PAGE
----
Certain dangerous driving habits are more socially acceptable than others. Pretty much everyone recognizes the dangers of drunk driving and will frown on people getting behind the wheel after overindulging.
Surprisingly, although the effects on driving are very similar to those of alcohol, fewer people worry about exhausted or fatigued people driving on public roads. They may even laugh when people brag about how long they go without sleep or how tired they feel.
According to information provided by the National Safety Council, exhaustion often affects the human brain much in the way that alcohol does. The longer someone goes without sleep, the more obvious the effects of exhaustion will be on their driving abilities.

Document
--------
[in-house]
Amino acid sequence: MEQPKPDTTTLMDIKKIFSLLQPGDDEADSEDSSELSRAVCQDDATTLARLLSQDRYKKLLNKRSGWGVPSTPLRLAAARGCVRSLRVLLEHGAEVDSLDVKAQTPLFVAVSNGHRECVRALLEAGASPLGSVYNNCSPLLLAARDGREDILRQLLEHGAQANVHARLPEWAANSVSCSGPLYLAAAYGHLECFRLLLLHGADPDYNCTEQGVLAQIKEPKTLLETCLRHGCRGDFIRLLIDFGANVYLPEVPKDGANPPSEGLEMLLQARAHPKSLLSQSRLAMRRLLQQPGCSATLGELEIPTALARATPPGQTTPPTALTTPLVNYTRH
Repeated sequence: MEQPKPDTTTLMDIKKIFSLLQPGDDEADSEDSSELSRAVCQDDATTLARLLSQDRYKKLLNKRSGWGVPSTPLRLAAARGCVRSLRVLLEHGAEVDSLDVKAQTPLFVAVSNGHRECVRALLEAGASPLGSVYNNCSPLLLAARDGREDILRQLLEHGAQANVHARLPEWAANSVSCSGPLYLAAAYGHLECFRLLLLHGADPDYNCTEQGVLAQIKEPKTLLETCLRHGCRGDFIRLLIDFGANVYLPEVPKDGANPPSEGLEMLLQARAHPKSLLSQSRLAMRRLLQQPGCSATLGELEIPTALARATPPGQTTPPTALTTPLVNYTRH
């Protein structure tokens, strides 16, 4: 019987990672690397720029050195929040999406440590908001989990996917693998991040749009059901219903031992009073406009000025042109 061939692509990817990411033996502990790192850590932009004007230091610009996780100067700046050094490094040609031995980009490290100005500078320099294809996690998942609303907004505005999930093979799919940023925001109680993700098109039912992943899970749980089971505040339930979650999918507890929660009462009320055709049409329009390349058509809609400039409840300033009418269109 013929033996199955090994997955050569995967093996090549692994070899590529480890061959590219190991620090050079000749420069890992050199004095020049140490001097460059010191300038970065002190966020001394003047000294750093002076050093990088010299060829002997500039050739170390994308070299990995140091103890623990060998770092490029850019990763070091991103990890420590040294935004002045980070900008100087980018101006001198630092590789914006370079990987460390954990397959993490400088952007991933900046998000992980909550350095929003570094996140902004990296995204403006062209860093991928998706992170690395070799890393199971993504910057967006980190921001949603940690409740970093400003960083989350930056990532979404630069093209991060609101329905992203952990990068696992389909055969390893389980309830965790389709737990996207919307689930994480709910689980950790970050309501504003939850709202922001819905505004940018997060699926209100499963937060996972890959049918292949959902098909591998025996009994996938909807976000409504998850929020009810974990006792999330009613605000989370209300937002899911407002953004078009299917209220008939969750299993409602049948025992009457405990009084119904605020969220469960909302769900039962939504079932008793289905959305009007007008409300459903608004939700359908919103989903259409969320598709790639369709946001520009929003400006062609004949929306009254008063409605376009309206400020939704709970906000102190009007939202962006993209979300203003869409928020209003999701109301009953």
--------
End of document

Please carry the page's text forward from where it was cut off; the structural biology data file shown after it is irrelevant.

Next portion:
What happens when people drive while exhausted?
The human brain needs rest to operate properly. When a person drives, their brain is under intense stress, as it must analyze massive amounts of information and prioritize actual safety risks versus minor issues. A driver’s brain has to constantly sort information and help a driver remained focused so that they properly respond to changing traffic conditions.
The longer someone goes without sleep, the harder it may be for them to pay attention and make good decisions at the wheel. In fact, experts claim that going 20 hours without sleep will affect your driving as much as a blood alcohol concentration of 0.08%, which is the legal cut-off for intoxication.
What happens if you’re in a wreck with a tired driver?
While it can be harder to conclusively test someone for fatigue, everything from cell phone records to traffic cameras could help corroborate your claim that a fatigued driver is responsible for your recent severe car crash. Understanding that exhaustion is a risk factor can help you hold an irresponsible driver accountable.